For over 30 years, Christopher Wool (b. 1955, Chicago, IL) has unceasingly explored the complexities of abstract painting, offering a continuous investigation into the medium at a time when many regarded the practice to be obsolete. Creating a world in which the material and the abstract are inextricable, Wool’s oeuvre draws on elements of Conceptual and Minimal art, pushing the medium forward via a plethora of media, including aluminium, silkscreen, varnish, photography, paint rollers and stencils with industrial procedures and techniques made available by mass production. Wool breaks order through repetition and layering, recurring motifs and the reproduction of errors suggesting the breakdown of pre-existing structures. Reductions and erasures exist alongside slips and misalignments, manifesting a tension between depth and flatness.
Throughout his diverse practice, Wool transposes elements from mass culture, such as print media, advertising, music and film, as a means to create a collision between the media of paint and print. The processes of painting, its physical properties and techniques of reproduction, underpin his practice. From his early and iconic stencilled word paintings, which re-worked familiar words and phrases into syntactically abstracted and reduced combinations of letters and forms, to his later work, which mines his own oeuvre for inspiration, Wool’s impulse to exploit the limits of the medium is crucial. While honouring one of the most traditional means of artistic expression, the artist pushes the boundaries of painting, ensuring its continued relevance for a subsequent generation of artists.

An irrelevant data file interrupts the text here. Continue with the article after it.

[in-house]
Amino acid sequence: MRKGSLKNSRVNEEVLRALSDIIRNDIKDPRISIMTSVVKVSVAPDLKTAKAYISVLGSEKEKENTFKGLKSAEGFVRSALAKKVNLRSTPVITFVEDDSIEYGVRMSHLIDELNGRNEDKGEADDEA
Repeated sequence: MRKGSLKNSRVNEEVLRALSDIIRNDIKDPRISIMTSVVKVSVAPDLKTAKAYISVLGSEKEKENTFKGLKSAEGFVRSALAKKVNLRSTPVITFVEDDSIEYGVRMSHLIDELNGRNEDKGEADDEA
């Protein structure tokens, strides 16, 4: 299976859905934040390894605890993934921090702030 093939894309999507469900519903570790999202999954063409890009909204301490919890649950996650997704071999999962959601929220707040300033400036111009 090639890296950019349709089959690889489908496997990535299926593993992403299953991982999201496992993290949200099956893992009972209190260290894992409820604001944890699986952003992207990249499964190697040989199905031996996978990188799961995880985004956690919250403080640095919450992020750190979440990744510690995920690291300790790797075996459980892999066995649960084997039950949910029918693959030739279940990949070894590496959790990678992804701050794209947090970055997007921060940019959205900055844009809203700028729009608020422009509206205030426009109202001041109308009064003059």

The advent of the home studio in the 1970’s democratized both music and art, with cities like New York becoming significant platforms for the convergence of both practices. Partially due to financial instability brought on by urban decay and political neglect, artists embraced a do-it-yourself mentality which inevitably led to interdisciplinary experimentation. Although this time period was marked by metropolitan downturn, the phenomenal successes of these new wave forms of art making led to their ironic commercialization. Through a diverse group of artists and media, New Pleasure showcases the intersection of music and art after punk rock and investigates how artists have taken direct influence from musicians, have participated within either genre, or have performed as musicians themselves.